Kat lives at the mercy of Andrei (Branagh), and the Protagonist (Washington) uses her as a pawn in his chess match against Andrei. Because of these circumstances, I was quite fond of how her arc resolves to say the least. I know it’s tough to talk around, but was the completion of her arc immensely satisfying to play given what she went through to get there?
It was, yeah. Let’s just say I was really looking forward to those sequences. (Laughs.) I knew that I was eventually going to play through those psychological shifts in her and that’s what I loved so much about the role. Rather than getting into specifics, it’s sort of easier to talk around, in a way, and to say that when I read her, I found her to be very complex. Some people have said things to me about how she’s captive or that there’s a kind of victim situation. And I don’t deny it because what I loved, in a way, was that it was really drawn into her in the beginning and we do find somebody who’s become victim to the circumstances of her relationship with her husband. But what I also found intriguing and what I found to be really there, written into the character, was someone who had sort of become victim or almost prison to her own thinking about herself, what she was capable of and what she could or couldn’t do. And then, she does go on this enormous, psychological, often very high-octane, traumatizing, at times, experience that does change her significantly. It changes her in the sense that she becomes aware that she does have agency over herself and over her own ability to survive something. She has this resilience to her, and I love that that was presented to me through this role and to the audience, I hope. In this genre, what we see her go through and what we see her do is not always a given.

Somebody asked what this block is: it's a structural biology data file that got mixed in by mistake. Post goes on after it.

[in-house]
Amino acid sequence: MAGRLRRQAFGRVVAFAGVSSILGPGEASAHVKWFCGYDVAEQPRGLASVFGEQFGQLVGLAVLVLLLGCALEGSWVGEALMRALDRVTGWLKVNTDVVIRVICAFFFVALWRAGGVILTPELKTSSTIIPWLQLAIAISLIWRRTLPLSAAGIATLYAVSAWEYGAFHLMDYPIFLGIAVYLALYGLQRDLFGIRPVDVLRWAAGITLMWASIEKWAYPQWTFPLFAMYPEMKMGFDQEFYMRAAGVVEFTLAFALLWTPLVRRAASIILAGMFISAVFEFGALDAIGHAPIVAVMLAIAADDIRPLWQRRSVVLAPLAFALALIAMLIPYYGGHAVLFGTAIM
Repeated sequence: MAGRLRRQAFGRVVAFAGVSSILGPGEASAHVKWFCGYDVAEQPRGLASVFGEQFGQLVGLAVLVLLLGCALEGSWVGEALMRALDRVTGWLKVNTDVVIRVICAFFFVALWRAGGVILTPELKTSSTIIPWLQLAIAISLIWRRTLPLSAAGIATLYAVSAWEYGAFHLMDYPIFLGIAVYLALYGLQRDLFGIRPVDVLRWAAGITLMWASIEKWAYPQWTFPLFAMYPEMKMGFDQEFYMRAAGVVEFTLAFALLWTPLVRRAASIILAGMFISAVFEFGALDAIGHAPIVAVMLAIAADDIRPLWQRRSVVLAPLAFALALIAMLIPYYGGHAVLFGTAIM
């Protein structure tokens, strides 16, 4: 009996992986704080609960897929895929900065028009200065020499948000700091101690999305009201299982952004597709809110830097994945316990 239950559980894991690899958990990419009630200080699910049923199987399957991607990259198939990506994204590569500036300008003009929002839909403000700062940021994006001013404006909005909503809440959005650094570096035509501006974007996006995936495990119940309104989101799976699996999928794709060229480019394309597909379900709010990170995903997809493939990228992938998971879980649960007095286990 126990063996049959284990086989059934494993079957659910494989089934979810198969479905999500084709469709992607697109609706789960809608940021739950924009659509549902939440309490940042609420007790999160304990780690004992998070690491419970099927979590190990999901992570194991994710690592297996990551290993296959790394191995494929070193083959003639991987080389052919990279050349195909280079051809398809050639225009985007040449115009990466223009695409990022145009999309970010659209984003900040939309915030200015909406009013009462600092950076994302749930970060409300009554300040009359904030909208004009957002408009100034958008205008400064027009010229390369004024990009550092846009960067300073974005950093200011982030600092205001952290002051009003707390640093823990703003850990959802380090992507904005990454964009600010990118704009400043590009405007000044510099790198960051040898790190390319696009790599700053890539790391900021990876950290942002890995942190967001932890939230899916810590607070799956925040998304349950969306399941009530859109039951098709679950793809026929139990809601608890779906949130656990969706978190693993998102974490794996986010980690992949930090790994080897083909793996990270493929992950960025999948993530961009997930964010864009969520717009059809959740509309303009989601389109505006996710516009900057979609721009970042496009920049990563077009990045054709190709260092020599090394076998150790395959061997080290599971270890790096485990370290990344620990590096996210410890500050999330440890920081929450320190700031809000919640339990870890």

There’s a beautiful foiling catamaran sequence in the film involving you, Ken and John David. Did the three of you do catamaran training together?
We actually sort of did, yeah. I found those boats to be most challenging and actually quite scary. To be on one of them was deeply out of my comfort zone. To be in the English Channel, which was freezing. To be with those sailors, who are obviously world class. I’m not entirely sure you can hear it in the film, but when those boats would lift up out of the water, they’d make this incredible sound. It’s interesting because the first time we were training on it and we heard it, we didn’t know it was coming. We heard it lift up out of the water and we all heard a different thing. Ken said it sounded like a crowd cheering, and JD said it sounded like kids or something. And I said, “Oh my god, it sounds like people are screaming.” (Laughs.) So maybe that’s akin to my psychological experience on that boat, but it really was a very strange experience. I don’t need to do it again, but I’m really glad I did it. And I’m really glad I got through it, actually, because it was surprisingly challenging. I mean, those people obviously train for years and years and years to be able to do that, and that’s sometimes what happens in film; you get this crazy crash course on a skill set you never would’ve had to become accomplished at.
Tenet is now available at movie theaters and select drive-ins nationwide.